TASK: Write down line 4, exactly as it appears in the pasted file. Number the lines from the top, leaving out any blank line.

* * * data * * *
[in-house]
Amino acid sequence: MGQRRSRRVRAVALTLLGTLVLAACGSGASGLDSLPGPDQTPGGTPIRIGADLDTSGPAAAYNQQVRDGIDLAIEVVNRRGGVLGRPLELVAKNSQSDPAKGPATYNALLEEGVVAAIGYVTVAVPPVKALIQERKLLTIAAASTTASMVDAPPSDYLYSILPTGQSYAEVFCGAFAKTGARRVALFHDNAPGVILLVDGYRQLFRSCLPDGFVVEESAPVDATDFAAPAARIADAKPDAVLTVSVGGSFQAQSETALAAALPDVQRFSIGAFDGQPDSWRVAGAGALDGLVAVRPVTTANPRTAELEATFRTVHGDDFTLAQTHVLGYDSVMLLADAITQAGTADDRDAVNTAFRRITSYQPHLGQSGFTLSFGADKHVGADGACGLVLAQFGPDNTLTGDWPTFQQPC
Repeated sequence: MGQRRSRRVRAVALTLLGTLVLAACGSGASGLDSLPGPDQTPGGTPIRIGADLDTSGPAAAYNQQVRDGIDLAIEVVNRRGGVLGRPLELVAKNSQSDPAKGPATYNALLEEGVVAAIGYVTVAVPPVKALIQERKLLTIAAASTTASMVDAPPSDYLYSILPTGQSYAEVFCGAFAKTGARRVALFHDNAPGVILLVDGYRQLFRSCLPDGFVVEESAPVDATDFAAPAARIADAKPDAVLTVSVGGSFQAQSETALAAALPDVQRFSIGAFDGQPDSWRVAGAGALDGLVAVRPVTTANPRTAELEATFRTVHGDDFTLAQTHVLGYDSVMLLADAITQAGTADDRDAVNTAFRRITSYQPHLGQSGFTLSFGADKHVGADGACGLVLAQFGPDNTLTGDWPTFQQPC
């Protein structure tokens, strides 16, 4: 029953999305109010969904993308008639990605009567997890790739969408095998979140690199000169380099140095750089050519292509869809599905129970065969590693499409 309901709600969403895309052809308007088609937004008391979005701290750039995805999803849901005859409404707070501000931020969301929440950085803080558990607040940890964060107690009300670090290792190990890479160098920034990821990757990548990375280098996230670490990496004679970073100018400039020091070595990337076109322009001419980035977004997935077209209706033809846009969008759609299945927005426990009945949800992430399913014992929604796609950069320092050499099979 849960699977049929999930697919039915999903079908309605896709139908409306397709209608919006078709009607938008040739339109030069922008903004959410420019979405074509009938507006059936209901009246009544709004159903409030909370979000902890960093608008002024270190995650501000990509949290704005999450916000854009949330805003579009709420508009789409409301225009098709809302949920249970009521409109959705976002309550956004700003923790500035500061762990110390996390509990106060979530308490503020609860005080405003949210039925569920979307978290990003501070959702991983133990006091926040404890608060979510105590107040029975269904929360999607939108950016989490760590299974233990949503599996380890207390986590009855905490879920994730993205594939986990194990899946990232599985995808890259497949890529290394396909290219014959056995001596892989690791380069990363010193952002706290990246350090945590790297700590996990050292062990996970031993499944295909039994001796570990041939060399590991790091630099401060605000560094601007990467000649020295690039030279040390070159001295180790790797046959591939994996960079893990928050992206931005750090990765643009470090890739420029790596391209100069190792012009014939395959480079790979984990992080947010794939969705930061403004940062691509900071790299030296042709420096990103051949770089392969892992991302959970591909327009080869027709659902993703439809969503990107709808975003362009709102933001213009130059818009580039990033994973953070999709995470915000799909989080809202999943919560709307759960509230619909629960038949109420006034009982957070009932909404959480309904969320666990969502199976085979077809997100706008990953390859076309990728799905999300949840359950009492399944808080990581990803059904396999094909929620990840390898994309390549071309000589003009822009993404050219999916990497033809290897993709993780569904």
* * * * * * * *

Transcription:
């Protein structure tokens, strides 16, 4: 029953999305109010969904993308008639990605009567997890790739969408095998979140690199000169380099140095750089050519292509869809599905129970065969590693499409 309901709600969403895309052809308007088609937004008391979005701290750039995805999803849901005859409404707070501000931020969301929440950085803080558990607040940890964060107690009300670090290792190990890479160098920034990821990757990548990375280098996230670490990496004679970073100018400039020091070595990337076109322009001419980035977004997935077209209706033809846009969008759609299945927005426990009945949800992430399913014992929604796609950069320092050499099979 849960699977049929999930697919039915999903079908309605896709139908409306397709209608919006078709009607938008040739339109030069922008903004959410420019979405074509009938507006059936209901009246009544709004159903409030909370979000902890960093608008002024270190995650501000990509949290704005999450916000854009949330805003579009709420508009789409409301225009098709809302949920249970009521409109959705976002309550956004700003923790500035500061762990110390996390509990106060979530308490503020609860005080405003949210039925569920979307978290990003501070959702991983133990006091926040404890608060979510105590107040029975269904929360999607939108950016989490760590299974233990949503599996380890207390986590009855905490879920994730993205594939986990194990899946990232599985995808890259497949890529290394396909290219014959056995001596892989690791380069990363010193952002706290990246350090945590790297700590996990050292062990996970031993499944295909039994001796570990041939060399590991790091630099401060605000560094601007990467000649020295690039030279040390070159001295180790790797046959591939994996960079893990928050992206931005750090990765643009470090890739420029790596391209100069190792012009014939395959480079790979984990992080947010794939969705930061403004940062691509900071790299030296042709420096990103051949770089392969892992991302959970591909327009080869027709659902993703439809969503990107709808975003362009709102933001213009130059818009580039990033994973953070999709995470915000799909989080809202999943919560709307759960509230619909629960038949109420006034009982957070009932909404959480309904969320666990969502199976085979077809997100706008990953390859076309990728799905999300949840359950009492399944808080990581990803059904396999094909929620990840390898994309390549071309000589003009822009993404050219999916990497033809290897993709993780569904």